From Conformal Geometric Algebra
Jump to navigation Jump to search

The attitude function, denoted by $$\operatorname{att}$$, extracts the attitude of a geometry and returns a purely directional object. The attitude function is defined as

$$\operatorname{att}(\mathbf u) = \mathbf u \vee \overline{\mathbf e_4}$$ .

The following table lists the attitude for the geometric objects in the 5D conformal geometric algebra $$\mathcal G_{4,1}$$.

Type Definition Attitude
Flat point $$\mathbf p = p_x \mathbf e_{15} + p_y \mathbf e_{25} + p_z \mathbf e_{35} + p_w \mathbf e_{45}$$ $$\operatorname{att}(\mathbf p) = p_w \mathbf e_5$$
Line $$\boldsymbol l = l_{vx} \mathbf e_{415} + l_{vy} \mathbf e_{425} + l_{vz} \mathbf e_{435} + l_{mx} \mathbf e_{235} + l_{my} \mathbf e_{315} + l_{mz} \mathbf e_{125}$$ $$\operatorname{att}(\boldsymbol l) = l_{vx} \mathbf e_{15} + l_{vy} \mathbf e_{25} + l_{vz} \mathbf e_{35}$$
Plane $$\mathbf g = g_x \mathbf e_{4235} + g_y \mathbf e_{4315} + g_z \mathbf e_{4125} + g_w \mathbf e_{3215}$$ $$\operatorname{att}(\mathbf g) = g_x \mathbf e_{235} + g_y \mathbf e_{315} + g_z \mathbf e_{125}$$
Round point $$\mathbf a = a_x \mathbf e_1 + a_y \mathbf e_2 + a_z \mathbf e_3 + a_w \mathbf e_4 + a_u \mathbf e_5$$ $$\operatorname{att}(\mathbf a) = a_w \mathbf 1$$
Dipole $$\mathbf d = d_{vx} \mathbf e_{41} + d_{vy} \mathbf e_{42} + d_{vz} \mathbf e_{43} + d_{mx} \mathbf e_{23} + d_{my} \mathbf e_{31} + d_{mz} \mathbf e_{12} + d_{px} \mathbf e_{15} + d_{py} \mathbf e_{25} + d_{pz} \mathbf e_{35} + d_{pw} \mathbf e_{45}$$ $$\operatorname{att}(\mathbf d) = d_{vx} \mathbf e_1 + d_{vy} \mathbf e_2 + d_{vz} \mathbf e_3 + d_{pw} \mathbf e_5$$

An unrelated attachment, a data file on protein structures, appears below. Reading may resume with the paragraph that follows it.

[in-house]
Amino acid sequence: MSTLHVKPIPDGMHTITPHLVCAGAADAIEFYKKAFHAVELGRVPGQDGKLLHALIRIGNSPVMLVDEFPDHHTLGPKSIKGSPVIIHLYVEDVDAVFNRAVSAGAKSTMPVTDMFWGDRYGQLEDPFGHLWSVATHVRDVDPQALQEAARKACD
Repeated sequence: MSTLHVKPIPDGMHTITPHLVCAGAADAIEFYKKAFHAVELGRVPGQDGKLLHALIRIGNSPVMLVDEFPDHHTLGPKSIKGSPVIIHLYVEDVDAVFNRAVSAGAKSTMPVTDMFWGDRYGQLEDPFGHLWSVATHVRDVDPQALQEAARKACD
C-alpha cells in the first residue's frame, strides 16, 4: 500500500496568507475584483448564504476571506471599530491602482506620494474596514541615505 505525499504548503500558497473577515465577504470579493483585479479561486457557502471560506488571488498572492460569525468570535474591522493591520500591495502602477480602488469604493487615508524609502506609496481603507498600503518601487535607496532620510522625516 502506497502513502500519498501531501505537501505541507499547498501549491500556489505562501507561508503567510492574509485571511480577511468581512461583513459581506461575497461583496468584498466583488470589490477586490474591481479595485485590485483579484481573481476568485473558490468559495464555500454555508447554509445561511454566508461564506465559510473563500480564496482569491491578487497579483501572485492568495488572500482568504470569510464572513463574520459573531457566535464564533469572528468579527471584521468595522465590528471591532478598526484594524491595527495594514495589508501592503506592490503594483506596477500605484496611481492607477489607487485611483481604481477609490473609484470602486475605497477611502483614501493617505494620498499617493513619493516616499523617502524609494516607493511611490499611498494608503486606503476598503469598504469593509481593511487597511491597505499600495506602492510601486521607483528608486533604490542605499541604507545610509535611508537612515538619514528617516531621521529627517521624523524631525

Circle $$\mathbf c = c_{gx} \mathbf e_{423} + c_{gy} \mathbf e_{431} + c_{gz} \mathbf e_{412} + c_{gw} \mathbf e_{321} + c_{vx} \mathbf e_{415} + c_{vy} \mathbf e_{425} + c_{vz} \mathbf e_{435} + c_{mx} \mathbf e_{235} + c_{my} \mathbf e_{315} + c_{mz} \mathbf e_{125}$$ $$\operatorname{att}(\mathbf c) = c_{gx} \mathbf e_{23} + c_{gy} \mathbf e_{31} + c_{gz} \mathbf e_{12} + c_{vx} \mathbf e_{15} + c_{vy} \mathbf e_{25} + c_{vz} \mathbf e_{35}$$
Sphere $$\mathbf s = s_u \mathbf e_{1234} + s_x \mathbf e_{4235} + s_y \mathbf e_{4315} + s_z \mathbf e_{4125} + s_w \mathbf e_{3215}$$ $$\operatorname{att}(\mathbf s) = s_u \mathbf e_{321} + s_x \mathbf e_{235} + s_y \mathbf e_{315} + s_z \mathbf e_{125}$$

The round points contained by a round object (dipole, circle, or sphere) differ from the object's center by a multiple of the object's attitude. In general, any point $$\mathbf p$$ contained in a grade $$k$$ object $$\mathbf u$$ is given by

$$\mathbf p = \operatorname{cen}(\mathbf u) + \operatorname{att}(\mathbf u) \vee \alpha^\unicode["segoe ui symbol"]{x2605}$$ ,

where $$\alpha$$ is a Euclidean $$(k - 2)$$-vector. If $$\mathbf u$$ is a dipole, then $$\alpha$$ is a scalar, if $$\mathbf u$$ is a circle, then $$\alpha$$ is a vector $$x \mathbf e_1 + y \mathbf e_2 + z \mathbf e_3$$, and if $$\mathbf u$$ is a sphere, then $$\alpha$$ is a bivector $$x \mathbf e_{23} + y \mathbf e_{31} + z \mathbf e_{12}$$.

See Also